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United Nations Report Links Broadband to Climate Change Strategy

Provides Broadband Recommendations to World Leaders


A report from the United Nations Broadband Commission emphasizes the prominent role broadband development plays in both economic growth - and reduction of greenhouse gases (GHG).

While most broadband reports cite the role broadband plays in the pursuit of economic benefits, this report touts the environmental benefits of increased broadband deployment. The report makes the point that policies which support a low-carbon environment will also result in a strong economy because of rising energy prices.

Read About the United States National Broadband Plan

According to the UN report, broadband plays a key role in climate change in the following ways:

Transformation: helping other sectors of society to reduce GHGs through dematerialization of physical products and systems, for example, substituting travel with collaborative tools or substituting need to produce physical products by delivering e-products and services

Climate mitigation: reducing the sector’s own emissions, often referred to as Greening ICT, for example, specific efforts to cut emissions of greenhouse gases within the ICT industry itself, such as developing energy lean products and solutions, setting and delivering on tough reduction targets

Climate adaptation: changes in processes, practices and structures to reduce the vulnerability of natural and human systems to climate change effects. Broadband can provide viable solutions, for example, weather information and disaster alerts.

The report goes further than correlating broadband deployment with sound climate change and sustainable development policies. It also highlights barriers which prevent broadband deployment, and makes recommendations for world leaders to take to advance the deployment and adoption of broadband in their countries.

Broadband is Transforming our Society

According to Sunil Mittal, Founder, Chairman and Group CEO, Bharti Enterprises:

“There are barriers such as taxes, high license fees, spectrum charges, high tariffs that can discourage investment and expansion. The government has to decide what it wants: on the one hand it says broadband has the power to change society; on the other it wants to maximize revenue. Broadband needs to be seen as a public good. The industry needs to do its job while the government needs to promote e-governance, online public services, and provide the impetus for private investment.”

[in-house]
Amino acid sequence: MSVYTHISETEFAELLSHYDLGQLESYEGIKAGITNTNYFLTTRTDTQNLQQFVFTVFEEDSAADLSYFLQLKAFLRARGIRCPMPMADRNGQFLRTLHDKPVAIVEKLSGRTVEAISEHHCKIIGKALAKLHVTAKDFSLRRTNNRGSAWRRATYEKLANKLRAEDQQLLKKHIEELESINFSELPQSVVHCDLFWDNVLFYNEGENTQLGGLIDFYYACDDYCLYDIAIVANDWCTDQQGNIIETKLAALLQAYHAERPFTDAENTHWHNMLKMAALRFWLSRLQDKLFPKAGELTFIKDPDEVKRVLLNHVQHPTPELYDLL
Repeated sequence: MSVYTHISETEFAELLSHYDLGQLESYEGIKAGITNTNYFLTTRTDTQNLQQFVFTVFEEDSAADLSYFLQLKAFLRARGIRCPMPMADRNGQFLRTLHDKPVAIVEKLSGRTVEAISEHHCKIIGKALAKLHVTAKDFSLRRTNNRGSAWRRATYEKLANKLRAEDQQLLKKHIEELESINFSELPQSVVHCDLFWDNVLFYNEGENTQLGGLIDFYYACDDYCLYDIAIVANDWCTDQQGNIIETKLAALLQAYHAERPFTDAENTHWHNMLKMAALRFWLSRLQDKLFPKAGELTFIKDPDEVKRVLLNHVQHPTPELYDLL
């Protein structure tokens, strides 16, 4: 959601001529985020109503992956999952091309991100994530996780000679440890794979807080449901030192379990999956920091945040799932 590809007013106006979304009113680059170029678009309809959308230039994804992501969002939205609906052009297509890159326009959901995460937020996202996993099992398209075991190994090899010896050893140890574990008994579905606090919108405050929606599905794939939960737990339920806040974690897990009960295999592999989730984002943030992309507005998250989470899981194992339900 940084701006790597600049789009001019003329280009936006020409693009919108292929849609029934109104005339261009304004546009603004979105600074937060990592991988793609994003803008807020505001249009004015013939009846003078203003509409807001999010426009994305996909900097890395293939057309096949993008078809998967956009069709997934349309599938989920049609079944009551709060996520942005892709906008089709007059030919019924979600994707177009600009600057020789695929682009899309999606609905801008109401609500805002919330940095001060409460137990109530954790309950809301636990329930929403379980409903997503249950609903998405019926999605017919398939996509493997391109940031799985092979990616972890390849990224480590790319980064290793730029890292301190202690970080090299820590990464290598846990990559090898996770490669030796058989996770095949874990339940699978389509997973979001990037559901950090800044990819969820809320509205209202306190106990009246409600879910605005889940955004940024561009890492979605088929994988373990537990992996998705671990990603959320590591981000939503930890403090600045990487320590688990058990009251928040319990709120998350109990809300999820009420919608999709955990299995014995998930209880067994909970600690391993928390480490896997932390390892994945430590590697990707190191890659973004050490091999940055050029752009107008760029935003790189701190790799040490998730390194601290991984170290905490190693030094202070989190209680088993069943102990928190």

One of the main obstacles cited in the report is the global digital divide which exists in the world, and even within countries themselves. According to the report, in 2010 only 25% in developed countries had fixed broadband access, and more than 50% had access to mobile broadband. By contrast, adoption rates for developing countries were only 4.5% for fixed broadband and 5.4% for mobile broadband.

Broadband as an Economic Driver

There are ten broadband recommendations made in the report:

  1. Lead with Vision: Recommends a national broadband strategy modeled on the concept of universal broadband affordability and access which intersect with climate goals.
  2. Bring convergence: Bring convergence to ICT policy formulation so that it aligns with other policy areas such as energy, health, education and climate in order to maximize impact.
  3. Ensure regulatory certainty: Ensure regulatory certainty with regards to policy and regulations on climate and broadband to create a framework of investment certainty.
  4. Be an example: drive cross-ministry collaboration and integrated decision-making to align climate and digital goals and use government procurement to send the right market signals.
  5. Foster flexibility: identify and remove the regulatory and policy barriers currently hindering research and investment in 21st century ICT-based broadband-enabled infrastructure and low carbon solutions.
  6. Provide incentives: encourage uptake of low-carbon solutions and support market change by rewarding or incentivizing desired consumer behaviors. Spur innovation among individuals, companies and sectors.
  7. Build the market: fund and facilitate scalable pilots to demonstrate feasibility and effectiveness of broadband as an enabler of low-carbon solutions and build a strong business case to attract private investment.
  8. Form partnerships: cultivate ‘connectivity’ and ‘co-creativity’ across public, private and non-governmental sectors and industries to help develop a collaborative mindset, shared goals, common language and break down silos.
  9. Measure & standardize: develop harmonized metrics and measurements and common standards for calculating both ICT’s environmental impacts and the positive contribution it can make to other sectors—from individual products to systems, and from individual households to city or national levels.
  10. Share knowledge & raise awareness: actively disseminate project findings, share best practice and learn from mistakes to identify success factors and facilitate leapfrogging, especially among lesser developed markets. Communicate the opportunities and synergies that can be achieved through an integrated, trans-sector approach to digital development.
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